This Weird, Super-Efficient Ax Solves An Engineering Problem Most People Don't Even Know Exists
The ax isn't typically something we think of as modern or revolutionary. It's one of the oldest tools in the human toolbox.
But some guys at Vipukirves, in Finland, have discovered a huge flaw with the tool: It's really hard to use. As a matter of physics and engineering, splitting wood with an ax requires a huge amount of power to drive the wedge into the wood and split it without getting the ax stuck. Traditional axes can also be dangerous since they can hit your leg if you miss the target. This is why using an ax is such a macho test of strength, and not a simple household task you can assign to a child.
One day, some guy thought to himself, "Eureka! I need to work on this!" (according to the history of Vipukirves). After testing out a few different methods, the company realized that leverage was the answer to the problem. A regular ax uses virtually no leverage — it simply strikes wood at a 90-degree angle, like a sharp hammer. Leverage — in which a shallow angle is used to maximize the force of the weight on the other end of the lever creating the angle — is a more efficient way of transferring force.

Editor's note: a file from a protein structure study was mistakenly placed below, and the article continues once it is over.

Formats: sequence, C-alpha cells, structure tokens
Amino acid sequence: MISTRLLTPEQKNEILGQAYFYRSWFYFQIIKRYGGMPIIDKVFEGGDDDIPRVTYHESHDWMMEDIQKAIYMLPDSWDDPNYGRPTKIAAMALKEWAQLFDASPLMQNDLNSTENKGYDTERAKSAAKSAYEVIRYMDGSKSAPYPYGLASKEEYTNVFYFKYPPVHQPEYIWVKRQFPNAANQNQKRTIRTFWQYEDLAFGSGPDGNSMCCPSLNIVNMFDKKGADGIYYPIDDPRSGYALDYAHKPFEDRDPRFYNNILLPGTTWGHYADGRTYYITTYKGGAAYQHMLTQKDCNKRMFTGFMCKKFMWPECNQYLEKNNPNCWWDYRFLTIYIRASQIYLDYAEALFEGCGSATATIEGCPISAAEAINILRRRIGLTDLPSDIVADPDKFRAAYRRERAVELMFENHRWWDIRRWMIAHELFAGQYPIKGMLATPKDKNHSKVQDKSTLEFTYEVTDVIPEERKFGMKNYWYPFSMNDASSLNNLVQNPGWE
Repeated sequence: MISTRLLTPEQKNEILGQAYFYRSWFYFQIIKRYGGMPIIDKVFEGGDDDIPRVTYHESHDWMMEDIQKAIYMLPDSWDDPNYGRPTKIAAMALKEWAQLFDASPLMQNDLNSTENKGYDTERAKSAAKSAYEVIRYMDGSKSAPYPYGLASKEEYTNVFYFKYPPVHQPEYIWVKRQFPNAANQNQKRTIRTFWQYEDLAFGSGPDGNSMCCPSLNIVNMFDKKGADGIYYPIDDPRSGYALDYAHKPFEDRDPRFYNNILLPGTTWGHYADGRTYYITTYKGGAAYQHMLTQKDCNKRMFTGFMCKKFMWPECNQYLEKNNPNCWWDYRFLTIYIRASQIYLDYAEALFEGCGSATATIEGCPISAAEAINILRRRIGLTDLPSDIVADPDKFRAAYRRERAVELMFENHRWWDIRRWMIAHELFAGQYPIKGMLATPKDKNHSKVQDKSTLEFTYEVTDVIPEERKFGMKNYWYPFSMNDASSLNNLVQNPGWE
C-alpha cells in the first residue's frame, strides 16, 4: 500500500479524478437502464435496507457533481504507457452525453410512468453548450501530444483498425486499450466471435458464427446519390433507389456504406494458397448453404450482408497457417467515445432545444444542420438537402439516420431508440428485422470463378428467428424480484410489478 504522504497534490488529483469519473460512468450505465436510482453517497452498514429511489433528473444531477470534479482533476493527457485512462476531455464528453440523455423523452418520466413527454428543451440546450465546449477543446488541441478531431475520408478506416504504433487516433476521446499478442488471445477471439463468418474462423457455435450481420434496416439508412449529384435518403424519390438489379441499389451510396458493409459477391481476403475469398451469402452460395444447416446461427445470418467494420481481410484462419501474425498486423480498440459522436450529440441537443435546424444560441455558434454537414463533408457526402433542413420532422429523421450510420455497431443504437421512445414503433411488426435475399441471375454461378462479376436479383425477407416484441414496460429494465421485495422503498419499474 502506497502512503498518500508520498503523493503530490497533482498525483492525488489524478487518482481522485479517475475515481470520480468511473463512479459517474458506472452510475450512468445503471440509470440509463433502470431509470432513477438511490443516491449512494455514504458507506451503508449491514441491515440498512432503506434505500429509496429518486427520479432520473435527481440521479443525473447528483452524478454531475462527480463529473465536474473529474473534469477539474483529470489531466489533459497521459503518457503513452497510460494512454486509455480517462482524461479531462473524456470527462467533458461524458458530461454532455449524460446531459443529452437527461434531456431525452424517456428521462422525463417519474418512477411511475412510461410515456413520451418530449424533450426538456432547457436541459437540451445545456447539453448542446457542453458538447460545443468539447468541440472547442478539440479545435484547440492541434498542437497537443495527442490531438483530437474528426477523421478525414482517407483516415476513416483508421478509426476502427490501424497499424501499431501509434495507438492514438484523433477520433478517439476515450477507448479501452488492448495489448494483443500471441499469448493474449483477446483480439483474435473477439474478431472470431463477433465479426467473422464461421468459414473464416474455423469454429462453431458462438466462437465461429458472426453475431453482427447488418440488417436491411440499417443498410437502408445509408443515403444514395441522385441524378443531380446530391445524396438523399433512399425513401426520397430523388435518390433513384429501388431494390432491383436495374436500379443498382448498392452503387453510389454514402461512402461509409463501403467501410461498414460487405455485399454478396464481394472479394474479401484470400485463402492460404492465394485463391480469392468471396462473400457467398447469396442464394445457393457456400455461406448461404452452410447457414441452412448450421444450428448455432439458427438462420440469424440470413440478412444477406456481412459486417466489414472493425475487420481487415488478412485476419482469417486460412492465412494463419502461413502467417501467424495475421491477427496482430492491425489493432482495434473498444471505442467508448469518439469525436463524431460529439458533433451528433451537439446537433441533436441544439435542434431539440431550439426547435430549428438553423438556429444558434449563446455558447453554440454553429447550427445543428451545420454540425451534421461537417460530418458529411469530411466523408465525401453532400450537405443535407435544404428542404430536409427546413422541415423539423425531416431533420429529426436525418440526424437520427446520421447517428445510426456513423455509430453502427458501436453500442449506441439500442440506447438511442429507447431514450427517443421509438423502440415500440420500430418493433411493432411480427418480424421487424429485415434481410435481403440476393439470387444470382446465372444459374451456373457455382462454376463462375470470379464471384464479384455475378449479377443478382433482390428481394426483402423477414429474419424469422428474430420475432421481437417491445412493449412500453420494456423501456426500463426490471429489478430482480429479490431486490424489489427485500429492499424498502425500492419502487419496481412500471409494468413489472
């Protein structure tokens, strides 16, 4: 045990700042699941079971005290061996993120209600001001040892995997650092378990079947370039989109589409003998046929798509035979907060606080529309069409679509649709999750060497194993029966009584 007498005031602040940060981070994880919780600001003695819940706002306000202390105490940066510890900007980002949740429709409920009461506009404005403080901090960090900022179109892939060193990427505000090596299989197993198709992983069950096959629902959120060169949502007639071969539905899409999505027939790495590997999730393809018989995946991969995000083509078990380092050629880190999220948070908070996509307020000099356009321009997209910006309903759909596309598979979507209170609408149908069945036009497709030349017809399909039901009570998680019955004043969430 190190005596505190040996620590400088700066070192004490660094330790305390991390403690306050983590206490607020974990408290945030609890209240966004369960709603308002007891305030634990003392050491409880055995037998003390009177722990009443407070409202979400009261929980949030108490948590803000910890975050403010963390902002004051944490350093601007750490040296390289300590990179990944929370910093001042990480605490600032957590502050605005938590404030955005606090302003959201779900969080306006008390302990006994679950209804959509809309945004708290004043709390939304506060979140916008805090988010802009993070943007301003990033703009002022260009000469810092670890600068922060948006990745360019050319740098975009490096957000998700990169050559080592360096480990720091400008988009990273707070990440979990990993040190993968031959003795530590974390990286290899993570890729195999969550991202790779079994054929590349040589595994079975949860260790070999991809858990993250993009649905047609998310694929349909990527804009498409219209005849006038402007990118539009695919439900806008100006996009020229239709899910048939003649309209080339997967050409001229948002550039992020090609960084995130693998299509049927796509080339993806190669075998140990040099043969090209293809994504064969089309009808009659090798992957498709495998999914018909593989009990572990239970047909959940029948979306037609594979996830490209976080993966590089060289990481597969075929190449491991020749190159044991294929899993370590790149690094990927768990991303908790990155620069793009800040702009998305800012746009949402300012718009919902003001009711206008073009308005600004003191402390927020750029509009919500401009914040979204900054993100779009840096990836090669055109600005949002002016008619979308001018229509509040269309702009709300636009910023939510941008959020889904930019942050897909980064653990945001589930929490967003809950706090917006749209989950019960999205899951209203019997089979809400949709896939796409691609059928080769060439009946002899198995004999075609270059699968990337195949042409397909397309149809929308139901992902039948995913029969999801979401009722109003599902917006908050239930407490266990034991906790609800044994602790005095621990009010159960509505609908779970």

And so the Leveraxe was born.
The traditional ax is based on using a wedge that requires enough momentum to split the wood. This is why lumberjacks tend to be buff, ripped men. But the Leveraxe is based on a lever mechanism and a rotational action. The head is attached from the side, not the center, which alters its center of gravity. There's also a wider edge. When the ax hits the wood, the head twists in your hands and for a brief moment the sharp edge of the ax becomes a lever, breaking off whatever chunk of wood is at the side of the blade.
Logs simply collapse into slices as a result:
Watching a log get demolished by a Leveraxe with a few swift chops is an oddly pleasing and mesmerizing experience, and there's a video of that happening at the bottom of this post.
According to Vipukirves, each swing of the Leveraxe splits a piece of wood, and the ax will not get stuck.
And because it requires minimal force to use, even kids can split wood with the Leveraxe.
The traditional ax may take loads of effort and time, but Vipukirves' solution makes it easier to end up with as much wood as this guy.
To see the Leveraxe in action, watch this video:
(Spoiler alert: He kind of does the same thing over and over, so you probably need not watch all seven minutes.)